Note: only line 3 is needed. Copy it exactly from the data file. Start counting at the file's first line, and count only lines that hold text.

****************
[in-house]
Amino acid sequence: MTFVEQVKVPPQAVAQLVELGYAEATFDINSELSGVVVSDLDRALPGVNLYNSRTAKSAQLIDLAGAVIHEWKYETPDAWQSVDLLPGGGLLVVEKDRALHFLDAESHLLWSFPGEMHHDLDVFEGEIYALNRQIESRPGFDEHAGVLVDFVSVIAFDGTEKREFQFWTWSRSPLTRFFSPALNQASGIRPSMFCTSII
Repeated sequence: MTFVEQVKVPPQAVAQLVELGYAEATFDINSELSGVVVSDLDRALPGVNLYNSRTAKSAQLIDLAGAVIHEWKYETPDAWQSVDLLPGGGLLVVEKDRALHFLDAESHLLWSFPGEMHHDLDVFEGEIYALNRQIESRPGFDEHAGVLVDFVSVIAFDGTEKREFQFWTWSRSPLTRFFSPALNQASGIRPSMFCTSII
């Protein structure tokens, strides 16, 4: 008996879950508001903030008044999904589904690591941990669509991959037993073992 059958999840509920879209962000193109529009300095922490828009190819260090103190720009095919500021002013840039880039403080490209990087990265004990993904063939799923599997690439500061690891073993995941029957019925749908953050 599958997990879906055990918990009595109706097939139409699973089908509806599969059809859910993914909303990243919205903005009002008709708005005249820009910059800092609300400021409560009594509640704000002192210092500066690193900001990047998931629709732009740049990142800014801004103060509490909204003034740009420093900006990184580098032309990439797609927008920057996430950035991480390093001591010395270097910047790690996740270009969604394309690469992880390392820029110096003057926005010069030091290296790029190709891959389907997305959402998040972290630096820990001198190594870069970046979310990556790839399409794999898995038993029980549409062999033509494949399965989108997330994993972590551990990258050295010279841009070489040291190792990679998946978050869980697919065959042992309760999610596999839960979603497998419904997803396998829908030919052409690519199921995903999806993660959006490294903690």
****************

Repeated sequence: MTFVEQVKVPPQAVAQLVELGYAEATFDINSELSGVVVSDLDRALPGVNLYNSRTAKSAQLIDLAGAVIHEWKYETPDAWQSVDLLPGGGLLVVEKDRALHFLDAESHLLWSFPGEMHHDLDVFEGEIYALNRQIESRPGFDEHAGVLVDFVSVIAFDGTEKREFQFWTWSRSPLTRFFSPALNQASGIRPSMFCTSII